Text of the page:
Dear Kenneth Hill,

       My recent article in the New York Times Magazine was titled “The Population Explosion is Over.” The logical suspects piped up, and according to the Times’ “Letters” section, the piece “caused a mini-boom of angry readers to suggest that he [me] re-check his [my] numbers–and their implications for future generations.”
       I have. Let’s talk about numbers first. The data I use are correct and come directly from World Population Prospects: 1996 Revision, published by the United Nations. My thesis comes from those data: Never before have birth rates and fertility rates fallen so far, so fast, so low, for so long all around the world. There is every reason to believe that these downward trends are still in motion, notwithstanding the Chicken Little rhetoric still coming from population and environmental activists.
       Let’s look at aspects of the global Total Fertility Rate, which, roughly speaking, represents the average number of children born per woman, per lifetime. A rate of 2.1 children per woman, the “replacement rate,” is needed to keep a modern population stable over time. Why? Parents, of which each child has two, eventually die. If they are not “replaced” by two children, population ultimately declines.

  • In the More Developed Regions (where we live, and including Europe and Japan) the TFR has fallen from 2.8 children per woman in the 1950-55 time frame to 1.6 today. Red flag! Alarm bells! That 1.6 is almost 25 percent below the replacement rate.
  • In the Less Developed Countries, those allegedly teeming, swarming places where the putative population bomb is allegedly ticking, the fertility rate was six children per woman as recently as 1965-70. That was truly explosive. But now it’s three, and falling more quickly than anything previously seen in demographic history.
  • Italy, a Catholic country, has a fertility rate of 1.2 children per woman, the lowest rate in the world–and the lowest rate in the history of the world (absent famines, plagues, wars, or economic catastrophes). The Japanese rate has plunged to 1.4 children per woman, which, if maintained, would cut the Japanese population in half by the middle of the next century. In Russia, it’s also 1.4. The all-Europe rate is 1.5 children per woman.
  • American rates are much higher than Europe’s but have nonetheless been below replacement for 25 straight years. There was an up-tick in the late 1980s, but rates have fallen for five of the last six years, and the National Center for Health Statistics reports lower rates for the early part of 1997. (Ken, we can consider the matter of immigration later in this thread.)
  • In Muslim Tunisia over the last three decades the rate has fallen from 7.2 to 2.9. Rates are higher than that, but way down, in Egypt, Iran, and Syria. The rate in India is lower than the American rate in the 1950s. The rate in Bangladesh has fallen from 6.2 to 3.4–in just 10 years! Mexico has moved 80 percent of the way to replacement level. Fertility rates in many (not all) sub-Saharan African nations have dropped solidly, including Kenya’s–a country once regarded as a demographic horror show. For decades the sub-Saharan Africa rates seemed stuck at a stratospheric 6.5. But since the early 1980s, rates have come down, to 5.8–obviously still very high, but about a fifth of the way toward replacement-level fertility.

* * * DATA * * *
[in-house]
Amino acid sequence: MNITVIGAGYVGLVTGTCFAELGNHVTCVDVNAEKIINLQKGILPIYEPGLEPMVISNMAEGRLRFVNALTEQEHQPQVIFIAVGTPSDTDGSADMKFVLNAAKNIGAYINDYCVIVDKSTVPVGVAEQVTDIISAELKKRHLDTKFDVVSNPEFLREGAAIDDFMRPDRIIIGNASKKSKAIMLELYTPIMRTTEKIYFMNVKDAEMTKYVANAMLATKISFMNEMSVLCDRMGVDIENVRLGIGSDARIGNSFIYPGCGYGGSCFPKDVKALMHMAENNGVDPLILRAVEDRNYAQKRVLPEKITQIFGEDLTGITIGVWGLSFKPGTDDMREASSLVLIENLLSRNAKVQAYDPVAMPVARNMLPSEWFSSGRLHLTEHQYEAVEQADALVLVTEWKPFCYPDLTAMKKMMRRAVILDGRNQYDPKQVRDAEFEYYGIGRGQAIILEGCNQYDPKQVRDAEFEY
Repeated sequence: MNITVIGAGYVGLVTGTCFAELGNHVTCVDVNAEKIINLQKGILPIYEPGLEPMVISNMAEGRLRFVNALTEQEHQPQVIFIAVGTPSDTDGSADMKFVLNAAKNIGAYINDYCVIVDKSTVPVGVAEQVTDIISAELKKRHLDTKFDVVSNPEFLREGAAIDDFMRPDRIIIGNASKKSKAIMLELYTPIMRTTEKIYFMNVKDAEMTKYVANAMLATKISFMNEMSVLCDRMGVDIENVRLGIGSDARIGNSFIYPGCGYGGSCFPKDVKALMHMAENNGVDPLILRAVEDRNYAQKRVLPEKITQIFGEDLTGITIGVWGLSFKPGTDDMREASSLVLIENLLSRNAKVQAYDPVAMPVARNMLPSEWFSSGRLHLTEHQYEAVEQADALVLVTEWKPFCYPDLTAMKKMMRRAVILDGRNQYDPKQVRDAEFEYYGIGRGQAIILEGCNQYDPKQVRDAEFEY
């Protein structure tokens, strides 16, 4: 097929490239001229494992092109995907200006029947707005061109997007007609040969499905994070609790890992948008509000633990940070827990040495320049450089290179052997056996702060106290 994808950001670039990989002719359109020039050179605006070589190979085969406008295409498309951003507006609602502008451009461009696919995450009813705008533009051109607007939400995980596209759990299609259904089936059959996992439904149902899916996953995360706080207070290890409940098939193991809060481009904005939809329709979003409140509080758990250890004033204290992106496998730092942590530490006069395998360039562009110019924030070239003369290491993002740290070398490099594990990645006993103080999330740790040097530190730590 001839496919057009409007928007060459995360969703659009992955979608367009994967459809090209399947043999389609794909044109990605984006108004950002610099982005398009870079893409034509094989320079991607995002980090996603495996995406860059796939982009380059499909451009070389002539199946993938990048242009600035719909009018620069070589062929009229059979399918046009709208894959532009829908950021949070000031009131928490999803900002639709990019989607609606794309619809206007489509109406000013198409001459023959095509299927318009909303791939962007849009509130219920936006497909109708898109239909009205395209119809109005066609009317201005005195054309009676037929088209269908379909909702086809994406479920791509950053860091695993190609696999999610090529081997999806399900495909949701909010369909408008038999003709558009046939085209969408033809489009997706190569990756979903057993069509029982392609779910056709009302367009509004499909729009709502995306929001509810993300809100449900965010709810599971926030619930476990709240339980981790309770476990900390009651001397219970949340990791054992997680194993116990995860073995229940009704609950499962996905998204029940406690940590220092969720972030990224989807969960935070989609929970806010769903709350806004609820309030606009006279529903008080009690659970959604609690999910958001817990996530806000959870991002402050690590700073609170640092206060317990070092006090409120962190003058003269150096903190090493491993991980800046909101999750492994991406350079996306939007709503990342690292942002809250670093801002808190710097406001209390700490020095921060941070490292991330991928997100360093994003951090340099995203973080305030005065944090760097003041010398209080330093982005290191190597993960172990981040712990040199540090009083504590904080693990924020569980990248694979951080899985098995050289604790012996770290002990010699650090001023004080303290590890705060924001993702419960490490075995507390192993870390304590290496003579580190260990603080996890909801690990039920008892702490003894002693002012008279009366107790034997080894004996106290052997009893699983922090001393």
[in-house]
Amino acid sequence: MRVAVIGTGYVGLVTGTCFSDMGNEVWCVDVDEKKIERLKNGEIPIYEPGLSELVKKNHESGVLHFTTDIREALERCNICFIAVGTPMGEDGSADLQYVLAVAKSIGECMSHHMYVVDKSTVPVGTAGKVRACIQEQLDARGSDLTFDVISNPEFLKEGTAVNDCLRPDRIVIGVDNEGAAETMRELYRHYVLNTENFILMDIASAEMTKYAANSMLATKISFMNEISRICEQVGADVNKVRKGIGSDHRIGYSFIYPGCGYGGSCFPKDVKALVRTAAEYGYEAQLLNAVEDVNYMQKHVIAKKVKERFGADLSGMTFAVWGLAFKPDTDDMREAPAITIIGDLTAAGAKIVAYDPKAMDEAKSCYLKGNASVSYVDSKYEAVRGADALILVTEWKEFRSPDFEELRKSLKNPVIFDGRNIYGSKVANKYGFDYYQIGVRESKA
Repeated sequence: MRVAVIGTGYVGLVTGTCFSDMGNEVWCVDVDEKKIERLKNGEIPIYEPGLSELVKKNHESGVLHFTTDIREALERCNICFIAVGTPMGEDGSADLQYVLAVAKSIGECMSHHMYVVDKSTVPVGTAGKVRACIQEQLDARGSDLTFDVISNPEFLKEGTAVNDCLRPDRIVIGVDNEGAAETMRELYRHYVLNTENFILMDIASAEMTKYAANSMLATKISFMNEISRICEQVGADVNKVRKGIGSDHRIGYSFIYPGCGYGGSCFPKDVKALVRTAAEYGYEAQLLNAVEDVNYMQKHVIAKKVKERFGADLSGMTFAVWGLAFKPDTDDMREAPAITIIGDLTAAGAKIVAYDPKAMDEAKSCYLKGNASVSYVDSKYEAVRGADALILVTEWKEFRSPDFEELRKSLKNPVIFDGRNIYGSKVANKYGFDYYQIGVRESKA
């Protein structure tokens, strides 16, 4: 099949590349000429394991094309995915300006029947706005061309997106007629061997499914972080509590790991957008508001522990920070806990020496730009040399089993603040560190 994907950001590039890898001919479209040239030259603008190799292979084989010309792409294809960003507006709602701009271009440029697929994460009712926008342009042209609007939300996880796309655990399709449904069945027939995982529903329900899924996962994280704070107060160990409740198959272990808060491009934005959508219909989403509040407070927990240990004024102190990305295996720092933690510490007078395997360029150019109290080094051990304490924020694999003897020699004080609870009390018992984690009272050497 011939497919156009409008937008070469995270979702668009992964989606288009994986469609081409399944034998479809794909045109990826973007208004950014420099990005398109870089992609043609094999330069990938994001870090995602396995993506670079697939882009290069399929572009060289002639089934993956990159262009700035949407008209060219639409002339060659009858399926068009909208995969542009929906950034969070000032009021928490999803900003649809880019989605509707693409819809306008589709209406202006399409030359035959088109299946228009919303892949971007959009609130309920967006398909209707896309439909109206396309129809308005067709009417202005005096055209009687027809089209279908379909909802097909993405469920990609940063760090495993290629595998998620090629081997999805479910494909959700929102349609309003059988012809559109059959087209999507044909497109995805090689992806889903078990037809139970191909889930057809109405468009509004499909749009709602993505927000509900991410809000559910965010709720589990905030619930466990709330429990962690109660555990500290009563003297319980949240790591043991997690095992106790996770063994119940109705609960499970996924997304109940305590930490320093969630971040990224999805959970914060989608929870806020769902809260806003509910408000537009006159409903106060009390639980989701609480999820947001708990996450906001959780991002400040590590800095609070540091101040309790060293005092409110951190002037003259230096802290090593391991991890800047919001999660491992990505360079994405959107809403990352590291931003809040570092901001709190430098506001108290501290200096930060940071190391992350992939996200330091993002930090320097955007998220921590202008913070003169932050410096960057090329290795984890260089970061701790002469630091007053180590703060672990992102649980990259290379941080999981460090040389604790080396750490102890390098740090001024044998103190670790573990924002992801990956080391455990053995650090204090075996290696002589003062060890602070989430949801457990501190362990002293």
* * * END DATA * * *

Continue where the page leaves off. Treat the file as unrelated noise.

This sounds strange to the modern ear. We have gone through a half-century of the greatest population growth in history, and such growth has not yet ended. We’re due for at least an additional 2 billion people by 2050, even in the United Nations’ Low Variant projection. That’s a lot. But then global population will likely start shrinking. Repeat: shrinking. What’s happening is that two powerful trends–the population explosion and the baby bust–are now at war. They can coexist (because of “demographic momentum”), but only for a while. Mounting evidence makes it clear which trend will prevail: the baby bust. (Recently, for the first time, the United Nations convened a working group of demographers to give guidance regarding how deeply to cut their Middle Variant projections in 1998.)
       We can talk about a variety of plausible scenarios and their implications. I think the new data make it likely that total future global population will fall far short of current MV estimates and quite possibly make a happy mockery of some gloom-and-doom prophecies, notably on the global-warming front. I think the effects of this demographic sea change may make it economically difficult for elderly pensioners; harm some businesses (try building new houses in a depopulating country); possibly change the geopolitical balance of influence away from America and the West; and make for a lonelier human species with missing children, missing grandchildren, children missed, and grandchildren missed. On the other hand, of course, global population growth must end sooner or later.
       Stipulated: Talk about implications is conjectural. What is not conjecture is that we are entering a new demographic era, and that the change will affect most every aspect of our lives. We ought to pay close attention to what’s going on. We ought to think about what, if anything, we should do about what’s going on. Simply repeating the old, alarmist, explosionist bromides is both wrong-headed and harmful.
       Look forward to our chat.